Fight fans are well acquainted with the art of eight limbs, known as Muay Thai. But many of us are still discovering another more brutal form of kickboxing known as Lethwei.
Let’s dive in and go over the history of the most brutal sport on Earth, known as Lethwei. Going over its history, format, and how it compares to the art of Muay Thai.
- 1 What is Lethwei?
- 2 The History of Lethwei
- 3 The Format of a Lethwei Match
- 4 Lethwei vs. Muay Thai
- 5 Famous Lethwei Fighters
- 6 Is Lethwei The Next Big Combat Sport?
- 7 The 2021 Spring Revolution
- 8 Where Can I Watch Lethwei
What is Lethwei?
Lethwei, or Burmese bare-knuckle boxing as it’s also called, is a martial art and sport created in the country of Myanmar. From a glance, Burmese bare-knuckle boxing looks rather similar to the more popular sport of Muay Thai.
The big differences are that no gloves are worn in Lethwei, and headbutts are permitted and encouraged. Making it one of the most brutal sports on the planet.
The History of Lethwei
The history of Lethwei can be dated back to the Pyu Empire that ruled Myanmar for centuries—dating back between the 2nd and 11th centuries.
It was created around the same time as other known striking arts developed within southern Asia, like Muay Thai. Some historians even believe that Lethwei predates Muay Thai and may have even played a role in its development.
Similarly to Muay Thai, the art of Lethwei was developed for war and as a way for the ancient soldiers to defend themselves. As time went on, the martial art would also develop into a friendly sport that would be held at special festivals.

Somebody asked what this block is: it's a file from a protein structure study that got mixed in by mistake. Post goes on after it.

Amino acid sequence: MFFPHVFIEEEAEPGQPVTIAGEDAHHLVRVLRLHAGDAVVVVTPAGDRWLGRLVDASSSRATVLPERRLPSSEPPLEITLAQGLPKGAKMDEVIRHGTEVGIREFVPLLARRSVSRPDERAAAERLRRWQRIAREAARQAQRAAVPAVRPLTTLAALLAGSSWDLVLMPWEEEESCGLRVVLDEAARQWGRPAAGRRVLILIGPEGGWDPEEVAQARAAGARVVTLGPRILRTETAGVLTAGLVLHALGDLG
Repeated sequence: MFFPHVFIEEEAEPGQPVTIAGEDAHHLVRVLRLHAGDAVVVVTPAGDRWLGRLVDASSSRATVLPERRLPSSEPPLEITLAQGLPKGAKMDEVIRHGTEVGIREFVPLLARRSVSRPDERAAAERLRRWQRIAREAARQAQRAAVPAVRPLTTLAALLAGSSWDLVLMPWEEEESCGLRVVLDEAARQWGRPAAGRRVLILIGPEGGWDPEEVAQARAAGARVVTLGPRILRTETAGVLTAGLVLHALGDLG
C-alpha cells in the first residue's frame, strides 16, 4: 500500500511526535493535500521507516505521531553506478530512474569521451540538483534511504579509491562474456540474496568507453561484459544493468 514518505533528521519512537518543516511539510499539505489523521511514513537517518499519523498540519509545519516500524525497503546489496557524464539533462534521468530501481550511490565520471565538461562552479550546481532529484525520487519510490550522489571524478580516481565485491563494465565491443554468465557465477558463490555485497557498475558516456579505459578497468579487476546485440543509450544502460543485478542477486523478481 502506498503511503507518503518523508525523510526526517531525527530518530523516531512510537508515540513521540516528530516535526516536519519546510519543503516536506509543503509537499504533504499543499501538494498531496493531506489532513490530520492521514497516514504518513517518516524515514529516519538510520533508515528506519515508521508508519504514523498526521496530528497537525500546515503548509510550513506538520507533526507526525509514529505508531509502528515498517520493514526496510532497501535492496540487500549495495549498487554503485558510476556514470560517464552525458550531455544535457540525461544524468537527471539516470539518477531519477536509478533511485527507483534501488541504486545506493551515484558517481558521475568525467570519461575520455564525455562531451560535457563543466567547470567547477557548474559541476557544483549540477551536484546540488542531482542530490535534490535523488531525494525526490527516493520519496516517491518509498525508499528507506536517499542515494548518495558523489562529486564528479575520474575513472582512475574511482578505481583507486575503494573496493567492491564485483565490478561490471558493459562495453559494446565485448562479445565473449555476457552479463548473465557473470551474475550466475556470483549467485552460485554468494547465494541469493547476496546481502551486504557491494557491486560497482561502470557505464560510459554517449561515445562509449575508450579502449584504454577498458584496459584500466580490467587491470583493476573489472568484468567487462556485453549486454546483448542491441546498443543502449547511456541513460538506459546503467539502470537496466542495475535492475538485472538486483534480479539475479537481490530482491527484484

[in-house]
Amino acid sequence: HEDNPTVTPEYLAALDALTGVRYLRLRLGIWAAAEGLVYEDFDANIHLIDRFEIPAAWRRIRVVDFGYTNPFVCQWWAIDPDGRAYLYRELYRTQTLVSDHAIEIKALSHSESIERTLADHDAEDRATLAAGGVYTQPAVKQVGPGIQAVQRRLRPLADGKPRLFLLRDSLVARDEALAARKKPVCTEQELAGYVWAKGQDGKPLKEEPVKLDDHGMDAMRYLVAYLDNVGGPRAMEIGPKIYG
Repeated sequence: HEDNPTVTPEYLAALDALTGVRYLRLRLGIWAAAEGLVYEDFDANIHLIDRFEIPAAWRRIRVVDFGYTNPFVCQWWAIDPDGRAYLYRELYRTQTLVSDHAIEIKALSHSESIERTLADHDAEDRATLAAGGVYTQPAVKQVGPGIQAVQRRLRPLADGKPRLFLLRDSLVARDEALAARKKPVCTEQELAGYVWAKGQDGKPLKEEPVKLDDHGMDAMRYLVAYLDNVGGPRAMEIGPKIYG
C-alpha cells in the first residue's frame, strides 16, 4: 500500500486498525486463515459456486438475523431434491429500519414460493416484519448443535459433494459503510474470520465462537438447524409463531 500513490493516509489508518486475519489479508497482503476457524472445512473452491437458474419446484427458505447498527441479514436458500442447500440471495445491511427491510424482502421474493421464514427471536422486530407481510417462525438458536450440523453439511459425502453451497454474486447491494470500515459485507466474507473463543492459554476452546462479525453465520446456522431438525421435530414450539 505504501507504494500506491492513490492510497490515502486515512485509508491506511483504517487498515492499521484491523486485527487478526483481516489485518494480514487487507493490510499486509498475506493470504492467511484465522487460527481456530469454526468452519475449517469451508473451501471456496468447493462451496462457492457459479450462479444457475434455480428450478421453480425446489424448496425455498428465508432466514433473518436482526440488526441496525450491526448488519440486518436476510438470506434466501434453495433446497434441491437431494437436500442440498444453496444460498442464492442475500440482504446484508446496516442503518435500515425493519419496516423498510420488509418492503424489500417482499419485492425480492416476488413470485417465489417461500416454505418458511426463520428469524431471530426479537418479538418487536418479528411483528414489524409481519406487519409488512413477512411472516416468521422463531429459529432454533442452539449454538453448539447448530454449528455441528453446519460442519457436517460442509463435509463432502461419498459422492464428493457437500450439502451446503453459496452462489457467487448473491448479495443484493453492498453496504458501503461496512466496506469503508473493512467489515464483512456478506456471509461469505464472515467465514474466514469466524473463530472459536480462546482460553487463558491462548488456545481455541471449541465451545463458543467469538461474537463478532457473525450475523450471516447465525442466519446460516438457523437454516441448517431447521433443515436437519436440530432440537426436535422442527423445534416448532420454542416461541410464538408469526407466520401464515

The Development of Modern Lethwei
For centuries, Lethwei was only practiced by the Burmese people. Possibly the first known modern Lethwei practitioner was Kyar Ba Nyein.
A Burmese Bare-Knuckle practitioner that competed in boxing at the 1952 Olympics. After Nyein returned from the Olympics, he began modernizing Lethwei.
Implementing rules and regulations for the sport. Also, introducing the boxing ring, where all matches would be held instead of a sand pit. Similar to how Muay Thai was modernized.
But Nyein would keep close to the roots of Lethwei and keep bouts without gloves.
The Global Introduction of Lethwei
Despite Lethwei being centuries old, the world is just becoming aware of the sport. People have become aware of this brutal sport from one or two avenues.
Either from the Netflix documentary FIGHTWORLD hosted by Frank Grillo that featured Lethwei or David Leduc.
David Leduc, of course, is the Canadian born Lethwei fighter that became the sport’s #1 fighter. Also, the sport’s top ambassador, who told his crazy story on the Joe Rogan Podcast.